Symbolism in “Sonny’s Blues” by James Baldwin
In “Sonny’s Blues,” light and dark symbolize the human struggle between good and evil. Symbols in “Sonny’s Blues” frequently conflict: for instance, ice symbolizes fear and dread juxtaposed against the music, which provides warmth and an escape to Sonny, the story’s protagonist. At large, there is a light-darkness dichotomy, which provides an insight into the metaphysical realm of Sonny’s soul throughout the narrative. While jazz is foreign to the storyteller initially, it links the two brothers at the end of the story. Sonny’s struggle to make the right choices between creating music over drug addiction and misery is represented as light shining through the dark, and the brotherly connection is similarly shown. This essay will elaborate on each symbol with specific examples from the text.
Darkness penetrates the narrative early on; it seeps through the windows of the housing projects, where Sonny and the narrator both grew up. The author portrays the housing projects in Harlem as self-destructive, void of personality places, where people imitate life rather than live it. For instance, when the brothers move through the streets that gradually “darken with dark people,” the anxiety closes in on the narrator (Baldwin 9). The darkness of the housing projects introduces Sonny’s environment, preparing for the stark contrast with the brightness of the music. On the other hand, the light represents all the positive and hopeful elements of Sonny’s life. It appears in different forms in the narrative – as moonlight, as a spotlight on the stage, as the lamp in the projects’ apartment. Baldwin’s use of contrasting symbols, such as the housing projects, the jazz music, the coldness of the ice, and light and darkness, emphasizes Sonny’s battle for a better life.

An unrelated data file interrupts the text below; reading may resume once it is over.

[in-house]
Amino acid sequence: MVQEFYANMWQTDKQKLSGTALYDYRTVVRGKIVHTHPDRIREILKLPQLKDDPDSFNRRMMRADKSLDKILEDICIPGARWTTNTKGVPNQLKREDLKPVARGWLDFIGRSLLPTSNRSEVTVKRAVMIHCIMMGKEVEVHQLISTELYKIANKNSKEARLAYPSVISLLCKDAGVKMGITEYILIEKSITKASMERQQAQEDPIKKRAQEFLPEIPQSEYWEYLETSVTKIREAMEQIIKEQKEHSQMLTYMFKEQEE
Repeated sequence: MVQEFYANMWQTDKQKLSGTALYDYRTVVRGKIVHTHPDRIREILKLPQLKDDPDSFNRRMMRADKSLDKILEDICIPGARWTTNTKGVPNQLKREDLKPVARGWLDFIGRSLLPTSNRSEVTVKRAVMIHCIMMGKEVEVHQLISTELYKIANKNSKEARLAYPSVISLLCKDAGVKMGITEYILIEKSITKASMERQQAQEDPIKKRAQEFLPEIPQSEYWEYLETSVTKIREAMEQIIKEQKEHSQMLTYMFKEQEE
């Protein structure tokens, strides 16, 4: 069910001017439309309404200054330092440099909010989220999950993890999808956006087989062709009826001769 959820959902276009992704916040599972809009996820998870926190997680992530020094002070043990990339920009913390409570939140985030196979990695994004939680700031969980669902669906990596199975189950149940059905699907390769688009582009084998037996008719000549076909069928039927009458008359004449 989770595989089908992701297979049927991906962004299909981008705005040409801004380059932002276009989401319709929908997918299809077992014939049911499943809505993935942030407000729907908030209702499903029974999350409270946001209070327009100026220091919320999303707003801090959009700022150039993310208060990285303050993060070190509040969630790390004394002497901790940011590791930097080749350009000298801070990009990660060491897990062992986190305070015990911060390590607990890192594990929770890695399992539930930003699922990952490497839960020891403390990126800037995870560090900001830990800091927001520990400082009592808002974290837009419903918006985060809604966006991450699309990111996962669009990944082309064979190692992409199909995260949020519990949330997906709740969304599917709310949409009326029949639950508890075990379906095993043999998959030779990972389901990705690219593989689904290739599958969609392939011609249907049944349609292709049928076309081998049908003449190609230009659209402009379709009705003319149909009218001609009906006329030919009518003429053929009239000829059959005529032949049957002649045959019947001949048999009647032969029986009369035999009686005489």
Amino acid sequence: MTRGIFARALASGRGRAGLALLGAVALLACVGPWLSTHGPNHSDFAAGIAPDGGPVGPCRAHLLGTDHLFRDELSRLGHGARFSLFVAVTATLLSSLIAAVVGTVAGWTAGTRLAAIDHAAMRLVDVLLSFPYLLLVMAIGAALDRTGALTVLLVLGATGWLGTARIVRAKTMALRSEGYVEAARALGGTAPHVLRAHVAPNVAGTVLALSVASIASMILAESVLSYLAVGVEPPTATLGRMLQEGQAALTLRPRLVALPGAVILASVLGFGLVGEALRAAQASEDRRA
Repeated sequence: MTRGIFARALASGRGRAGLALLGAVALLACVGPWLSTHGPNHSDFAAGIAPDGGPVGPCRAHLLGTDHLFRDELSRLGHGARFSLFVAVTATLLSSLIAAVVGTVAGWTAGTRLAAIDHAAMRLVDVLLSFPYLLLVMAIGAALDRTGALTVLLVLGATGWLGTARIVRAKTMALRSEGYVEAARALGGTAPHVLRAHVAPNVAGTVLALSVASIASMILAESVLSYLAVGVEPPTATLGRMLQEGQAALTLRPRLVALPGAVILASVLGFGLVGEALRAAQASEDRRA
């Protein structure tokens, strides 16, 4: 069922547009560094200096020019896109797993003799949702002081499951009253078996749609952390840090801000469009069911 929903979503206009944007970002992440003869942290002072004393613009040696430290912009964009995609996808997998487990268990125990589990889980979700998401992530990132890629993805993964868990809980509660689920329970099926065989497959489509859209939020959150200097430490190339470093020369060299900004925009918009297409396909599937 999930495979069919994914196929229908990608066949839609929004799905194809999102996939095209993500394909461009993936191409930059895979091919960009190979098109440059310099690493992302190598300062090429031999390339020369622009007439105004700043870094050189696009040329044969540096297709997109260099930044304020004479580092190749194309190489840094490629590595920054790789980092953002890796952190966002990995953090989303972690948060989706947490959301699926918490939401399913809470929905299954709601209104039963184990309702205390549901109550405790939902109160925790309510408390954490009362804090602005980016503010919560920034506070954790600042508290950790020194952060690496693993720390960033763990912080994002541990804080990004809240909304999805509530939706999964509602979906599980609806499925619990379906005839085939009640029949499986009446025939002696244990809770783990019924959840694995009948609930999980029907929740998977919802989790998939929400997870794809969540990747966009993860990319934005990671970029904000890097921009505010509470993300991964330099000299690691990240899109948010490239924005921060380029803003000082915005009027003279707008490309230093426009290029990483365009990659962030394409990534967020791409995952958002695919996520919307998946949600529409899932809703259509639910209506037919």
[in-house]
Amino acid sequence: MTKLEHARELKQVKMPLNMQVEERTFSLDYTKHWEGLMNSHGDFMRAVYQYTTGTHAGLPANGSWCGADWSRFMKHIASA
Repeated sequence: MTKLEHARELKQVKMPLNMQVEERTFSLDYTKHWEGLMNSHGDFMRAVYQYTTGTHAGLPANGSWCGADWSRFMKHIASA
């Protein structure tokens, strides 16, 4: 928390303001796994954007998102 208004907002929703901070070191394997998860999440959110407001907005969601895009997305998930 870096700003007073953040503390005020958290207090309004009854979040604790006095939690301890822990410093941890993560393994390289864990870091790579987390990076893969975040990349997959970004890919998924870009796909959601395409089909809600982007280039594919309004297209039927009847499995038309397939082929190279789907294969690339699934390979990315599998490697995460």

Baldwin, James. Sonny’s Blues and Other Stories. Penguin, 1995.